A Turkish court on Thursday decided to detain Prokurde leader Selahattin Demirtas, fierce opponent of President Recep Tayyip Erdogan, on the first day of his trial for “terrorist” activities that worried human rights defenders.
Demirtas, 44, was arrested with a dozen other deputies of the People’s Democratic Party (HDP) on 4 November 2016, while the purges launched after the failed coup of July 2016 extended to pro-Kurdish circles. .
The HDP co-chair, accused of leading a “terrorist organization,” “terrorist propaganda,” and “incitement to commit crimes,” faces up to 142 years in prison.
The first trial hearing was held in the Sincan prison complex near Ankara. Mr. Demirtas was not present, as the court ordered him to appear by videoconference from his Edirne prison in the northwest, but he refused to comply, according to the judge.
Demirtas’ lawyers challenged the charges against their client in court, claiming that he had only engaged in legal political activities, according to an AFP correspondent in the courtroom.
They called for the discontinuation of the prosecution and the release of Mr. Demirtas, but the court rejected the request and ordered his continued detention.
The next hearing is scheduled for 14 February.
The Turkish authorities accuse the HDP of being the political showcase of the Kurdistan Workers’ Party (PKK), a “terrorist” organization by Ankara and its Western allies.
But the party has consistently rejected the allegations and claims to be targeted for political reasons because of its vocal opposition to President Erdogan.
Several hundred people gathered in court to show their support for Mr. Demirtas. “The only crime of Demirtas is to have been the opponent of Erdogan,” said a protester.
In addition to the lawyers, a hundred people attended the hearing at which representatives of foreign missions were not allowed to access, according to a diplomatic source.
Nine HDP deputies are currently in prison, according to party figures. Five of his 59 deputies elected in November 2015 were also stripped of their mandate, including co-president Figen Yüksekdag, who is also incarcerated.
The arrest of the HDP deputies was made possible by the lifting in May 2016 of the parliamentary immunity of MPs prosecuted, a measure widely criticized by the HDP who saw a government maneuver to oust him .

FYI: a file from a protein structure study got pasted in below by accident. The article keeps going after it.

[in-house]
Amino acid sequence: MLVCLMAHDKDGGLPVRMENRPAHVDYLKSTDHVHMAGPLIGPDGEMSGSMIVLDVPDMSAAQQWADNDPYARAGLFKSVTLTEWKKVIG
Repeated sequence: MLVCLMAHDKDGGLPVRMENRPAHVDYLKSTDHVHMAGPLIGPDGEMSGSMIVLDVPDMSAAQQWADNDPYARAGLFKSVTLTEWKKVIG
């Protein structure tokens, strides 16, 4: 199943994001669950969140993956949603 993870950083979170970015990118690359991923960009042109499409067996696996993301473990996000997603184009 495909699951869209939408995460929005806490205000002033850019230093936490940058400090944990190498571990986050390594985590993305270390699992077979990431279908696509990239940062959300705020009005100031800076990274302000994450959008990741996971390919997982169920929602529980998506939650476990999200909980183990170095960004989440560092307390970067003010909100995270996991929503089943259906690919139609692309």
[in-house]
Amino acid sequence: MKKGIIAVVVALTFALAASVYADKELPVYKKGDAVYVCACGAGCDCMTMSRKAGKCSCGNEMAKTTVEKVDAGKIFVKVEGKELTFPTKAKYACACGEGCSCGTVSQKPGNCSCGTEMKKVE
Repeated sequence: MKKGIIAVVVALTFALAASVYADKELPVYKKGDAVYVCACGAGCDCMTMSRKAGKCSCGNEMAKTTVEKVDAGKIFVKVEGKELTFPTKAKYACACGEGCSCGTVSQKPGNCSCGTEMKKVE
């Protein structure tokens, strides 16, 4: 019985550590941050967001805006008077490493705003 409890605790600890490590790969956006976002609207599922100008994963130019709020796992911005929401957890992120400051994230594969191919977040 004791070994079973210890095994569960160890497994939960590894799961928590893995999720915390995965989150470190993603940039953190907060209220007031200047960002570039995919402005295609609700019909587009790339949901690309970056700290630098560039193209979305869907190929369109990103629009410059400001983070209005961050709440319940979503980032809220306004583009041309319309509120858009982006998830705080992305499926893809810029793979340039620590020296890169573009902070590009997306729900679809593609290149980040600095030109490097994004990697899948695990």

– ‘Sabotage the opposition’ –
In light of these elements, it is “difficult not to conclude that the lawsuit against (Demirtas) is nothing other than a politically motivated initiative of the Turkish government to sabotage the parliamentary opposition,” said Hugh Williamson, from Human Rights Watch.
The trial that opened Thursday covers 31 cases merged by the judicial authorities. It was in this trial that Mr. Demirtas was placed in pre-trial detention almost 400 days ago.
Since his arrest, Mr. Demirtas, against whom a hundred legal proceedings have been initiated, has never been able to appear before a court.
The HDP denounced in November a letter allegedly sent by the Ministry of Justice to all the courts currently prosecuting Mr Demirtas, calling on them not to allow him to physically appear before them.
Meanwhile, unidentified individuals stormed the office of one of Demirtas’ lawyers on Sunday and stole a computer containing the defense he had prepared for Thursday, the defense said.
With Mr Demirtas in prison, the HDP loses its main asset as the country prepares for important municipal, legislative and presidential elections in 2019: this trained lawyer, sometimes dubbed the “Kurdish Obama”, has transformed the left in a modern and progressive left-wing formation, attractive far beyond the Kurdish electorate.
The HDP had created the surprise in the legislative elections of June 2015, taking 80 seats and thus depriving the Justice and Development Party (AKP, in power) of the absolute majority. But in new elections convened in November of the same year, the HDP had lost 21 deputies.